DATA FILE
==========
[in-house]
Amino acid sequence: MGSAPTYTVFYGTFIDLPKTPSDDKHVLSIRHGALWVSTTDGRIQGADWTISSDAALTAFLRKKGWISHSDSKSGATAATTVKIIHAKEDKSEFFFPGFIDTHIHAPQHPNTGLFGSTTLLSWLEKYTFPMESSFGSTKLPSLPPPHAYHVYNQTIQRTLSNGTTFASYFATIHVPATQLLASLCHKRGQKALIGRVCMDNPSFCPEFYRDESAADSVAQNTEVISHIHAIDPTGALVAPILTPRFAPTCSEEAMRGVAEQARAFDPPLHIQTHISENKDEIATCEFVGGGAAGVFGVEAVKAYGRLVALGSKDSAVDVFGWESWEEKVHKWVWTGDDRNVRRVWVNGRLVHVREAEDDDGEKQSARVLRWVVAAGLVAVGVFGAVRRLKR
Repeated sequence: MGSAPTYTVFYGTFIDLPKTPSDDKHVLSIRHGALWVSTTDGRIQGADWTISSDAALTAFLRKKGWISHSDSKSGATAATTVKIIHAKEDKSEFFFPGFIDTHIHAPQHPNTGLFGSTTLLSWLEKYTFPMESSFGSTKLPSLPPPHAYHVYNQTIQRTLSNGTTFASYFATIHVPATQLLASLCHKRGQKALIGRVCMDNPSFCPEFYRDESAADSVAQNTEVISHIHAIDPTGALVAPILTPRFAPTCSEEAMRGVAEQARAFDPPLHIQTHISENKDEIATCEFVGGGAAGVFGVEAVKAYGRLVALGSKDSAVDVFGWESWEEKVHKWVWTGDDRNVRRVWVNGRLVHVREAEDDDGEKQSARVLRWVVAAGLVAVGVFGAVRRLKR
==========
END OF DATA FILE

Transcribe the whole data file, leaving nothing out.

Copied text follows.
[in-house]
Amino acid sequence: MGSAPTYTVFYGTFIDLPKTPSDDKHVLSIRHGALWVSTTDGRIQGADWTISSDAALTAFLRKKGWISHSDSKSGATAATTVKIIHAKEDKSEFFFPGFIDTHIHAPQHPNTGLFGSTTLLSWLEKYTFPMESSFGSTKLPSLPPPHAYHVYNQTIQRTLSNGTTFASYFATIHVPATQLLASLCHKRGQKALIGRVCMDNPSFCPEFYRDESAADSVAQNTEVISHIHAIDPTGALVAPILTPRFAPTCSEEAMRGVAEQARAFDPPLHIQTHISENKDEIATCEFVGGGAAGVFGVEAVKAYGRLVALGSKDSAVDVFGWESWEEKVHKWVWTGDDRNVRRVWVNGRLVHVREAEDDDGEKQSARVLRWVVAAGLVAVGVFGAVRRLKR
Repeated sequence: MGSAPTYTVFYGTFIDLPKTPSDDKHVLSIRHGALWVSTTDGRIQGADWTISSDAALTAFLRKKGWISHSDSKSGATAATTVKIIHAKEDKSEFFFPGFIDTHIHAPQHPNTGLFGSTTLLSWLEKYTFPMESSFGSTKLPSLPPPHAYHVYNQTIQRTLSNGTTFASYFATIHVPATQLLASLCHKRGQKALIGRVCMDNPSFCPEFYRDESAADSVAQNTEVISHIHAIDPTGALVAPILTPRFAPTCSEEAMRGVAEQARAFDPPLHIQTHISENKDEIATCEFVGGGAAGVFGVEAVKAYGRLVALGSKDSAVDVFGWESWEEKVHKWVWTGDDRNVRRVWVNGRLVHVREAEDDDGEKQSARVLRWVVAAGLVAVGVFGAVRRLKR